The purpose of this study was to ascertain how economic reform has affected nutritional well-being of the elderly in the Russian Federation.
A sample of more than 2932 Russians 60 years of age and older was selected from a nationally representative survey of Russian households. A 24-hour dietary recall and data on weight, height, and socioeconomic status were collected during 1992 and 1993 and from a separate nationally representative sample of 1955 persons in the same age group in 1994.
Russia's elderly did not experience major declines in economic or nutritional well-being during the first 2 years of the reform period. Dietary composition shifted slightly toward reduced fat consumption. A small proportion of individuals showed signs of underweight. Of those who were underweight in 1992, none had lost more than 3 kg of weight by 1993. Among those 70 years of age and older, none who were underweight had lost any appreciable weight, although half lost small amounts.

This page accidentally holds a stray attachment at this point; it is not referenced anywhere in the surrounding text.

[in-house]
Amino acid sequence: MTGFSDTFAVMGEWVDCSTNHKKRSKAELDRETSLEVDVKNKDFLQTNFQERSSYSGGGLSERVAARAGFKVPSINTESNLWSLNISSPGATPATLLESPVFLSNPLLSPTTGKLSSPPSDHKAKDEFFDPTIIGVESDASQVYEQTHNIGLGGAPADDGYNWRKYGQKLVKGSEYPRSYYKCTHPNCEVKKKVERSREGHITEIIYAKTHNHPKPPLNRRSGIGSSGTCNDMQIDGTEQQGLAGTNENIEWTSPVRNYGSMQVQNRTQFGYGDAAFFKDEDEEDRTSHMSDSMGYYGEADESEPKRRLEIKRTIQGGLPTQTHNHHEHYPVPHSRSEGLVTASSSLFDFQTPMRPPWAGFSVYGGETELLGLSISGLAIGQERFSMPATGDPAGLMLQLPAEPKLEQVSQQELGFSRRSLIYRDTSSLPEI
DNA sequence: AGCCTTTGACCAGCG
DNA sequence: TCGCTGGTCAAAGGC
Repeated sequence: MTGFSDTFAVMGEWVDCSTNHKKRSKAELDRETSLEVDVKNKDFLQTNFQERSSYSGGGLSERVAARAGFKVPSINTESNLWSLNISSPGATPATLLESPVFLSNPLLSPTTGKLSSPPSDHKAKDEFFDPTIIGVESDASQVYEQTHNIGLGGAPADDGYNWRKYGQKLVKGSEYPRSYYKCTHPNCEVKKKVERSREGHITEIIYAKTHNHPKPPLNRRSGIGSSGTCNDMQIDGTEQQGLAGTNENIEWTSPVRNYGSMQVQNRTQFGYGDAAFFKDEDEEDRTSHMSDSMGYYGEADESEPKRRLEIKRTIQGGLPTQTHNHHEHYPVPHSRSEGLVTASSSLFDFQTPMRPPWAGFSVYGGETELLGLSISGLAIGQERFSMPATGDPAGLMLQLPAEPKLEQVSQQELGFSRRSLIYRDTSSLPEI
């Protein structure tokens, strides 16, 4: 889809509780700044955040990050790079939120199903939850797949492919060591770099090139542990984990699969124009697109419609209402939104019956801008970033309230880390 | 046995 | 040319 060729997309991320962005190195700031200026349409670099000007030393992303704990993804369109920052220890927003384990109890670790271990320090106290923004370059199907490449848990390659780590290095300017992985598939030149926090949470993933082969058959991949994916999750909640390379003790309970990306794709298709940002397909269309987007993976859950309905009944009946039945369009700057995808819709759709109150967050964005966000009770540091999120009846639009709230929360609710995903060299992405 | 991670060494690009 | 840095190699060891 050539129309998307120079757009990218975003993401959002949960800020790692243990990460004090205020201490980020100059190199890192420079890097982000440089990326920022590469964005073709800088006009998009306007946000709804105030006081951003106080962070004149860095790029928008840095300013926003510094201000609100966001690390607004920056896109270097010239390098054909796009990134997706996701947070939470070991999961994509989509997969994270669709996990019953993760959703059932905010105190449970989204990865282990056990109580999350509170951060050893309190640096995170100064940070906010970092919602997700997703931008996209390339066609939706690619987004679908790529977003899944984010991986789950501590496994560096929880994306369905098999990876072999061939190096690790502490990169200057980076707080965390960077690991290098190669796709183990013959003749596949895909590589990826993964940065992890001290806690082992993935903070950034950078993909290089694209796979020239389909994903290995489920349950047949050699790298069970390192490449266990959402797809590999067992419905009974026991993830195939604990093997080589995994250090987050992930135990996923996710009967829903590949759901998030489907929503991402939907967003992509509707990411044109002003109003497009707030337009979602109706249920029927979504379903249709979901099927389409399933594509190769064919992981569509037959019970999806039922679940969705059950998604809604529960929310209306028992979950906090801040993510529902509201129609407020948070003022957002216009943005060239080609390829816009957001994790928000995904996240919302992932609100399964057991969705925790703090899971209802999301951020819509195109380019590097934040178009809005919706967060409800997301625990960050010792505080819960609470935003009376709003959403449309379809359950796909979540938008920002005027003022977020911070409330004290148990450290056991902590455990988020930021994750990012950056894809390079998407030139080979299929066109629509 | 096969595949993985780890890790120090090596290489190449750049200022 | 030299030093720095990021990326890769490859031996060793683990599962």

Many more underweight elderly people increased than reduced their weight. Mean weight increased among all body mass index groups over the year reported here. However, economic conditions in December 1994 raise concerns.